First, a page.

A New Kind of Political Philosophy

George Packer has this piece in the New Yorker discussing Obama’s new political philosophy. He contends that Obama is focused on “the institutions that hold up American society” and he seeks “to make them function better rather than remake them altogether.” Obama’s actions, however, seem to present a sharp contrast to these lofty sentiments.

At the heart of American society is the individual, family, and small social units in our communities. Obama has shown thus far only a willingness to make these smaller social units more and more dependent on the federal government. Packer argues that the administration’s control of the U.S. auto industry is actually beneficial to families–the government is merely protecting what has been the backbone of middle class Americans for years. But in the interest of promoting “the institutions that hold up American society,” I think it would be better to let these families keep their money and pass it on.
Leaving economic issues aside, Obama’s fundamental approach to the family and smaller units in society is flawed. Packer says Obama’s approach “is not the rigid mentality of an engineer of human souls; it’s the attitude of a community organizer.” And what is more, Packer says that what Obama is doing is “a pretty good description of what used to pass for conservatism–a sense that social relations and institutions are fragile things.” Social relations are fragile things, and should be handled carefully (not only because of their fragility but also because of their importance). Yet Packer misses the point.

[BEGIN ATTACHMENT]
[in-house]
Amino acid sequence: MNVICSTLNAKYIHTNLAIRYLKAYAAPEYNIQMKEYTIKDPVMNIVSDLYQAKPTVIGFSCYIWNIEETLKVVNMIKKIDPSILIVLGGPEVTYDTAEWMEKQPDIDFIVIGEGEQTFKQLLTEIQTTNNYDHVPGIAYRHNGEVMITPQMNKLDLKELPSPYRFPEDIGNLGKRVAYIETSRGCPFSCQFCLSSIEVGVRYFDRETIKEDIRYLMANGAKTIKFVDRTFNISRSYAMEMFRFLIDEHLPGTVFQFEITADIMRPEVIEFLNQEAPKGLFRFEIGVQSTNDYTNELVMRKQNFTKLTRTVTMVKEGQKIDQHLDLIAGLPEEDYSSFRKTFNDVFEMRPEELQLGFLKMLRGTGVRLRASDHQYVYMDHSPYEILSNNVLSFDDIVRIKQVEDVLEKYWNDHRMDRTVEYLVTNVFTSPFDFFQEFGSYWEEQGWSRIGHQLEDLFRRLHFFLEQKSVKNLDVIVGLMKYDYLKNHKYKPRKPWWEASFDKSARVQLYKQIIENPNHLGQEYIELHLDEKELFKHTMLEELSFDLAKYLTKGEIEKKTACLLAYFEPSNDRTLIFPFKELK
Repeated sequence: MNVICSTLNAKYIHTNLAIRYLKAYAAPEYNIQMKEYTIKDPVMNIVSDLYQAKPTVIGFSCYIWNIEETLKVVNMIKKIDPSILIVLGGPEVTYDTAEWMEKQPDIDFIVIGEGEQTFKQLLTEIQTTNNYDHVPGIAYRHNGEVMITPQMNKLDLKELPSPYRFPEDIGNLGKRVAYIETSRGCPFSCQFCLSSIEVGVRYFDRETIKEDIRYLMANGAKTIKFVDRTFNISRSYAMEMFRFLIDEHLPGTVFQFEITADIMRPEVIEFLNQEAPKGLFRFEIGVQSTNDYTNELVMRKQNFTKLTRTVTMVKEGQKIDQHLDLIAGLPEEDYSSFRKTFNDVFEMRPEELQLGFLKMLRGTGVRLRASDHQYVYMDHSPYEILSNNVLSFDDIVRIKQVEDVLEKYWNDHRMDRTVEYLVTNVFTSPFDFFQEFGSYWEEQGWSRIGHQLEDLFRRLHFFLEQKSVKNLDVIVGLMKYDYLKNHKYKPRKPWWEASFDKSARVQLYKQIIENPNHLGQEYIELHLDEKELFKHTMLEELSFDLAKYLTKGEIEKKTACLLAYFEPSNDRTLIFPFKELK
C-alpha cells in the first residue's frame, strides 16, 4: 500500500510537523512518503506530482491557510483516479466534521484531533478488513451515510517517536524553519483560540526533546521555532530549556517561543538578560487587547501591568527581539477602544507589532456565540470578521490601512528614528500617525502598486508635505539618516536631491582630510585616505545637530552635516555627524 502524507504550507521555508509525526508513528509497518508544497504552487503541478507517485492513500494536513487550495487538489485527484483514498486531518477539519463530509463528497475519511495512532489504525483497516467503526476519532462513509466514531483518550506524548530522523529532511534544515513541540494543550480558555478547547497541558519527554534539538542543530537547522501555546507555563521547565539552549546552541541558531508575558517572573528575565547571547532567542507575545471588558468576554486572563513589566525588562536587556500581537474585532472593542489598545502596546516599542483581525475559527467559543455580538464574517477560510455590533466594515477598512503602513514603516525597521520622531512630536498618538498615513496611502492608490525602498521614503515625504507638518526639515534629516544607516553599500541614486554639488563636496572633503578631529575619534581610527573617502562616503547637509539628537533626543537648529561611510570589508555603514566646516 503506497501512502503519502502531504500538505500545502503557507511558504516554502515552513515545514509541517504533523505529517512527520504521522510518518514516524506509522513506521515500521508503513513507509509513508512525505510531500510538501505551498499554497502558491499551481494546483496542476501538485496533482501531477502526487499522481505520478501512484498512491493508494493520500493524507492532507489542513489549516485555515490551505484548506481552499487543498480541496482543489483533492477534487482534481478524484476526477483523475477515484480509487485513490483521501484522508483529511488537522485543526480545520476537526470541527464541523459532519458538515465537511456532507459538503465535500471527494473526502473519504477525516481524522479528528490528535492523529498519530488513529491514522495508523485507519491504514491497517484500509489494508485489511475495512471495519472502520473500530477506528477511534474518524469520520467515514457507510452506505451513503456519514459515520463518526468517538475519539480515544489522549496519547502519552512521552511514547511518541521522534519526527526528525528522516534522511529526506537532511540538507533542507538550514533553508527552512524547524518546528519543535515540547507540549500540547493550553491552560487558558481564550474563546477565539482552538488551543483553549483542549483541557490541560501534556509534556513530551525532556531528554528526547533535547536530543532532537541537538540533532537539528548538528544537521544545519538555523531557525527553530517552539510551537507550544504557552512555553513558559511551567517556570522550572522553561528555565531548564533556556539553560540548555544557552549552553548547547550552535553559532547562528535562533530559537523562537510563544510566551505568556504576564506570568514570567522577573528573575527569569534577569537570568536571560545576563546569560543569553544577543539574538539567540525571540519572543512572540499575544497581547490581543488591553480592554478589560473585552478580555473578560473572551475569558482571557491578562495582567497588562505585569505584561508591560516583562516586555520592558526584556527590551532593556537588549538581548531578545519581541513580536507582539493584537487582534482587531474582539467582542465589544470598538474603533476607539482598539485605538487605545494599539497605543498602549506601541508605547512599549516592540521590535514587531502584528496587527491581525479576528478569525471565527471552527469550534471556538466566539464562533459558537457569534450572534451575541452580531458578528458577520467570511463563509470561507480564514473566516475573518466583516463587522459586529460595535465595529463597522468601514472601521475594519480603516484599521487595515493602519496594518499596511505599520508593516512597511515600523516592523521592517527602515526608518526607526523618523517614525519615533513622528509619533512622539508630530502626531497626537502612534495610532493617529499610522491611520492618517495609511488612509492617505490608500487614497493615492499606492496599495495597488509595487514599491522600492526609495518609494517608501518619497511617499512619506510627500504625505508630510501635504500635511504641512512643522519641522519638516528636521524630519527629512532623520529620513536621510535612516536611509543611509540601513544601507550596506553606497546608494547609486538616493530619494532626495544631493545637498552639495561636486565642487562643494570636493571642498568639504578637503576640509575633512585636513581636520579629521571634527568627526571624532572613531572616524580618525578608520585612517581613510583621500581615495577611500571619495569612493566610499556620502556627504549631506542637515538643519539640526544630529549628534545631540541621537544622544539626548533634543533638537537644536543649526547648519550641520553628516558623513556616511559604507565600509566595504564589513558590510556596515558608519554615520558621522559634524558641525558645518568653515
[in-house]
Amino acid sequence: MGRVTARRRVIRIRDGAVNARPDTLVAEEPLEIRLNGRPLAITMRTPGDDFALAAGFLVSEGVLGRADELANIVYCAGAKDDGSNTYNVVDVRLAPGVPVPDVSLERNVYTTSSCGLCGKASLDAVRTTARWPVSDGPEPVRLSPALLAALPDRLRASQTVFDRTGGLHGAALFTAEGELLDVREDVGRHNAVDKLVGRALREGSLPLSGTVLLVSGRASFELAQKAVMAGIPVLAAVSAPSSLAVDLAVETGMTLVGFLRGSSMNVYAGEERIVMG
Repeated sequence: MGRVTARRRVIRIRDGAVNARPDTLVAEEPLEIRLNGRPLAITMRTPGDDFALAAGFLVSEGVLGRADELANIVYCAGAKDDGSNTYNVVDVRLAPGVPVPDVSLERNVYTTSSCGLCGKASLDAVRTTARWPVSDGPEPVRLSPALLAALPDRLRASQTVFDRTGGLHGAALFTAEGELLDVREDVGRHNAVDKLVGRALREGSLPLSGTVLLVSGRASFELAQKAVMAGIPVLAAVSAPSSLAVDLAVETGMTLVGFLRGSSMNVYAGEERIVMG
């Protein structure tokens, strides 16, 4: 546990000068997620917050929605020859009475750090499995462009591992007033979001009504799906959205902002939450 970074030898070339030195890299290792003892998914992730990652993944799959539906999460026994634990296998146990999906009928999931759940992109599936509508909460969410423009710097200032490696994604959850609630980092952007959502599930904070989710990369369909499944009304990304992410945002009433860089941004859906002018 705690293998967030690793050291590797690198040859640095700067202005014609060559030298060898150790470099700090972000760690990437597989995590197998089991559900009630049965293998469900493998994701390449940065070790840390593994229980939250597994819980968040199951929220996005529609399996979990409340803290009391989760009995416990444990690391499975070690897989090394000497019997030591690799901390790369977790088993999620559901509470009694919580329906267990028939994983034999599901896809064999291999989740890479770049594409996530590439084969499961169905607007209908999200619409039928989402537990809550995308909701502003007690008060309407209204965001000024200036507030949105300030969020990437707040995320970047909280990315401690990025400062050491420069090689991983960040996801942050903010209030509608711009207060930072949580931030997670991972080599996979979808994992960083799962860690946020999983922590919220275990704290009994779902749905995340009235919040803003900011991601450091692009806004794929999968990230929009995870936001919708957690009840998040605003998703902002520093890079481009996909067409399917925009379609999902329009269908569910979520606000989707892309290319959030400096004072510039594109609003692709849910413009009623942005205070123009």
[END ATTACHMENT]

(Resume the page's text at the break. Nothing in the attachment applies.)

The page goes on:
You see, Packer argues that these institutions are so fragile that government sometimes must step in to shore up the “equilibrium between individuals and huge economic forces, so that society does not crumble.” This is not conservatism. Conservatism is not government stepping in, it is government enabling individuals, families, and social groups to accomplish these things on their own. Conservatism is not government leveling of all community organizations to the lowest common denominator, it is government getting out of the way to allow these individual groups to flourish within their own communities and by remaining true to their own values.
The heterogeneity of American culture is part of what makes us great. To standardize the auto industry, the financial industry, and other things besides does not bode well for smaller community groups seeking to maintain their identity. The fear of some conservatives–that America is becoming a vanilla government-run nation–is not the product of a “rigid ideology” as Packer would suggest. It is a fear of losing our individuality and our freedom. It’s a fear of losing America.

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